Large NGOs face the challenge that innovation can be expensive and slow; it’s hard to be agile because of legacy processes and because it’s hard to include outsiders.
One example of how to overcome the “must-be-invented-here syndrome” is to find more agile outside partners and co-develop solutions. This has been demonstrated by Ford Motor Company, which empowered its product-development employees to tinker with innovation tools and software at TechShop Detroit, an independent research lab. The collaboration has succeeded in reducing Ford’s R&D costs, motivating its employees, and increasing the number of patents it has filed.
Barclay’s Bank, meanwhile, has begun partnering with financial technology startups to develop customer solutions by mining data the bank is unable or unwilling to exploit on its own. The bank even has accelerators in four countries that house and then absorb innovations from the startups as they mature.
Among NGOs, perhaps the most impressive example I’ve encountered is Bangladesh’s BRAC, which does frugal innovation at scale in areas such as primary health and primary education. It also sponsors an annual Frugal Innovation Forum.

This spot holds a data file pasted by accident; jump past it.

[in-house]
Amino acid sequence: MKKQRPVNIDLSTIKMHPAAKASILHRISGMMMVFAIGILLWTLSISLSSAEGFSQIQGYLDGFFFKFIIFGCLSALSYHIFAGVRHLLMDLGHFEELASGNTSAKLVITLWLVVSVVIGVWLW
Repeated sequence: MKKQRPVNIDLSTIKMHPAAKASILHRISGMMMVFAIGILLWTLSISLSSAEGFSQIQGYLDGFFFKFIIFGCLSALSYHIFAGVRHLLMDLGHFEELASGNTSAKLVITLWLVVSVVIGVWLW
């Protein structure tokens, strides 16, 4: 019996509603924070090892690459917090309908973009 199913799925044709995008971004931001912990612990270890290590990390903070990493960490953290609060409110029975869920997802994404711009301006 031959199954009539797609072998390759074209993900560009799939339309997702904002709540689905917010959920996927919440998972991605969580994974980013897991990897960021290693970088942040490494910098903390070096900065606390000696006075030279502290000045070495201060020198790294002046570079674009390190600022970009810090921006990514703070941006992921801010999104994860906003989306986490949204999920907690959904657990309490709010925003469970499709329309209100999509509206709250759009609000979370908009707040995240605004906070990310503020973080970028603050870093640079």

Jugaad also informs some of the most creative multinational initiatives in financial inclusion, drawing in people outside the formal economy. M-PESA, a well-known mobile payment service for typically migrant people not served by a bank, is a good example. With M-PESA, for example, a woman in a rural village can use her basic cellphone to not only speak to her son in Nairobi, but also receive money from him. She could text the request, accept the electronic money on her cellphone, and cash it at a local shop. Today, more than 25 million people use M-PESA in Kenya alone, and many others in countries such as Afghanistan have joined the program.
Meanwhile, researchers at UC Berkeley have created CellScope, which turns cellphone cameras into otoscopes and dermascopes—devices that let parents monitor their children’s symptoms at home and send the list of symptoms to consultants who are located remotely.
As we attempt to solve important questions at scale, this kind of frugal, flexible, inclusive innovation is just what the world needs. Organizations don’t need to actually be big to think big in ways that improve lives everywhere.
Read the full article about innovation by Jaideep Prabhuat at Stanford Social Innovation Review.
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